Elvis in BRAVO Magazine (Germany, 1956)
By Bob Pakes
Welcome to the first installment of the Elvis in BRAVO chronology!
Elvis in BRAVO Magazine (Germany, 1963) can be found HERE!
BRAVO was (and in fact still is) the most popular weekly Teen Magazine that was published in the German speaking territories. Among Elvis-fans, BRAVO became known for it’s many covers with, and articles about, Presley. Especially while Elvis was stationed in Germany he seemed to appear in just about every edition of the magazine.
The very first BRAVO (see the image to the right) hit the newsstands on August 26, 1956. Marilyn Monroe was the most eyecatching star on the colorful frontcover. 30.000 copies were printed, a number that would be multiplied five times by the end of 1957.
BRAVO presented itself as “The magazine for Movies and TV“, and this explains why someone like Richard Widmark (not your average teen’s favorite) would be included on the cover of the premiere issue. The German teens were clearly not (yet) the target audience for BRAVO.
During the rest of that first year, nearly all BRAVO covers showed images of multiple stars. From January ’57 onwards only the face of one person (or at least of a certain duo or trio) would grace the frontcover.
The first time that Elvis’ image appeared on the cover was in the last issue of 1956, nr. 19.
And Elvis’ first solo frontcover would be the nr. 7 issue in February of 1957.
Now, let’s take a look at what BRAVO had in store in 1956 for the German Elvis-fans!
BRAVO nr. 15 | December 2, 1956
We can see that James Dean was on the cover of this magazine. While most of BRAVO’s covers in the 50’s featured German celebrities, Dean holds the record with 9 covers between 1956 and ’59. Elvis was ‘only’ on 7 covers.
In this issue BRAVO published it’s first fullpage article dedicated to Elvis. And they did not exactly portray him in a positive light.
The focus is strictly on Elvis’ commercial value since all sorts of the nasty moneymaking strategies are presented here. Next to the height of the pricetags for booking Elvis, as well as many examples of the endless flood of EPE merchandise, we can also read that Elvis is a “lonely and unhappy boy” who “auctions off his own hair at DM 287 a piece“.
Also in this magazine, we can find a fullpage publicity shot from Love Me Tender.
BRAVO nr. 17 | December 16, 1956
“Girls screaming for Elvis”
In this issue we can find a funny small article recapping recent headlines:
First Elvis’ breakup with Natalie Wood, and also his new love Lydia Fairbanks (the Paris Hilton of her day?) get a mention, before we learn that a jealous truckdriver named Louis Balint has punched Elvis in the face after his wife could not stop talking about Presley.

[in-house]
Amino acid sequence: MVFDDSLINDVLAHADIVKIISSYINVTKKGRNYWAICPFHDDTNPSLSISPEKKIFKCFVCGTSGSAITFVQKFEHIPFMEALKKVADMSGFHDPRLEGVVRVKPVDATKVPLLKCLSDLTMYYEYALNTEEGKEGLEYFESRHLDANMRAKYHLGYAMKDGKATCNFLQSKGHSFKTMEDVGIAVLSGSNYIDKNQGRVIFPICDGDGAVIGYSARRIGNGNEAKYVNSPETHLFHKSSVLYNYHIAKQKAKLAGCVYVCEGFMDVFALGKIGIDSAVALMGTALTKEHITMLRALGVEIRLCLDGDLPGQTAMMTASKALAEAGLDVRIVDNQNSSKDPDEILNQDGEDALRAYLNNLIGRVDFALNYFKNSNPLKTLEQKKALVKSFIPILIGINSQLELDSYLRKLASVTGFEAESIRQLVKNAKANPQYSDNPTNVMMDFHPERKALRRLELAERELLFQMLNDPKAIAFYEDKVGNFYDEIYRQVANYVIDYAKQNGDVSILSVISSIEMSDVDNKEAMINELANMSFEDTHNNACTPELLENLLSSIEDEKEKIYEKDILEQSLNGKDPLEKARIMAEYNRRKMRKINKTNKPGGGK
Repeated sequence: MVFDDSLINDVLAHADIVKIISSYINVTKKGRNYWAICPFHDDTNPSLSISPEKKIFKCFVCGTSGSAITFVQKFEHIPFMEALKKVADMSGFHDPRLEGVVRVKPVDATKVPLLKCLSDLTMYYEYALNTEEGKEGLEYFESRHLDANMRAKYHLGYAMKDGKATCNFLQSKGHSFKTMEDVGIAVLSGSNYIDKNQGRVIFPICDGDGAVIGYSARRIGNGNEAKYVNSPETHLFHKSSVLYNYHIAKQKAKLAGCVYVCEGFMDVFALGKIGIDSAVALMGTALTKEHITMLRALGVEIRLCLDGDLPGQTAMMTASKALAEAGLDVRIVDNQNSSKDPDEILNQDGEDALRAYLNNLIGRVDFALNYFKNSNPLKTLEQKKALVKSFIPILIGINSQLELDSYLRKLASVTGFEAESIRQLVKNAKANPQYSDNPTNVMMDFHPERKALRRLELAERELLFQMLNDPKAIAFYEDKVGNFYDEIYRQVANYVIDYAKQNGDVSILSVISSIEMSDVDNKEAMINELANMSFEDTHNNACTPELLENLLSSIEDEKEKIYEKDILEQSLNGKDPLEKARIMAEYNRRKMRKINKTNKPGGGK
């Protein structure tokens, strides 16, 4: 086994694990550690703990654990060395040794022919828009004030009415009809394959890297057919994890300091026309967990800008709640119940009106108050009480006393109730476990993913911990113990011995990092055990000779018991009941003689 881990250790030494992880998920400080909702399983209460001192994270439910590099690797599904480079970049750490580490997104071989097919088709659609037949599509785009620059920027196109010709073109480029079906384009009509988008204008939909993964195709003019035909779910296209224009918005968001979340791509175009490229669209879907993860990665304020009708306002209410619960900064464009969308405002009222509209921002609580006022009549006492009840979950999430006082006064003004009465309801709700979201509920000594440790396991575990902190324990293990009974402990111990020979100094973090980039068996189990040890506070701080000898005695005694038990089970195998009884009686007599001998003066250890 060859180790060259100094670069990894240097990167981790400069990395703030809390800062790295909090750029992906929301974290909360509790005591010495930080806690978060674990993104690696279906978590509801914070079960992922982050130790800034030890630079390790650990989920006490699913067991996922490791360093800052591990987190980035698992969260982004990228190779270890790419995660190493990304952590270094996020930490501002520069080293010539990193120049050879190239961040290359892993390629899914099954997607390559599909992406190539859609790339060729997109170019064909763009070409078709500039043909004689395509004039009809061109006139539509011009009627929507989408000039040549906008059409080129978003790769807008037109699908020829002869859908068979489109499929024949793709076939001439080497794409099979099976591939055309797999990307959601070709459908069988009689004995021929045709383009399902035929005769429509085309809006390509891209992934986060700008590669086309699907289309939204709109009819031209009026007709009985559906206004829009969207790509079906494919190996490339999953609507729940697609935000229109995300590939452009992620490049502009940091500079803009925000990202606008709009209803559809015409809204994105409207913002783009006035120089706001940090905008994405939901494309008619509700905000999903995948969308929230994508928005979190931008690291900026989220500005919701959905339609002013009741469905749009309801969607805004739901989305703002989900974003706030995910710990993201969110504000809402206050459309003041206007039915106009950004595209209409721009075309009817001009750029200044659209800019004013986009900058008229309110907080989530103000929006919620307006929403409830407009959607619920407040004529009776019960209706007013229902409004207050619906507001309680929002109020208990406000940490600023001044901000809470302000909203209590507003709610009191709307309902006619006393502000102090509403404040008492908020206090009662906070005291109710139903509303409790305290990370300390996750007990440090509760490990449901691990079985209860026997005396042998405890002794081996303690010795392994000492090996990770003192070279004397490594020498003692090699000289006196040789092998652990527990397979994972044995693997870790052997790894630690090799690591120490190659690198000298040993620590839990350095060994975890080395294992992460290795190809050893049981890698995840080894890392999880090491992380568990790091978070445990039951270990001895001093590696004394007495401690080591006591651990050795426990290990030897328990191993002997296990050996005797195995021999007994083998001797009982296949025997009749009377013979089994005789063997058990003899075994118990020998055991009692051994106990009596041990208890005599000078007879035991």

BRAVO goes on to report that Elvis is very cleverly keeping himself even more in the headlines by having an ad printed in large newspapers in which he challenges everyone to prove that his music is causing juvenile delinquency. If proven as such, Elvis promises to go back to driving a truck.
The premiere of his first movie closes the short article: the critics keep their mouths shut while the girls continue the screaming.
BRAVO nr. 19 | December 30, 1956
The last issue of 1956 was the first that had an image of Elvis on the frontcover. It was also the first issue that had a 2-page Elvis Presley spread.
Since BRAVO started out as magazine devoted to movies and TV, it makes perfect sense that not until the release of Love Me Tender, Elvis hardly got a mention in the mag so far in 1956.
“Gunsmoke And Hot Songs”
The German title of the movie always struck me a bit odd. But at least it made perfectly clear what to expect: action + music.
In the 2-page article we can read the storyline of the movie. And the captures that accompany the images make it a clear that Love Me Tender is not just a movie but rather an Elvis-vehicle.
Noteworthy is that the article assumes the movie will be in Color and CinemaScope.
Also in this issue a halfpage photo of Elvis. The text mentions that Hollywood is “afraid” of Elvis, hoping he will not move in the same way that he usually moves on stage. The words at the bottom read “This man is a singing magnet!“.
And if all this wasn’t enough, a fullpage portrait of Elvis was also published in the final issue of 1956.
With the exception of one (the ‘tonsil-photo’), all images used by BRAVO in 1956 are from Love Me Tender.
Credits and copyrights: BRAVO
For more interesting background-info regarding jealous truckdriver Louis Balint, go here: SCOTTY MOORE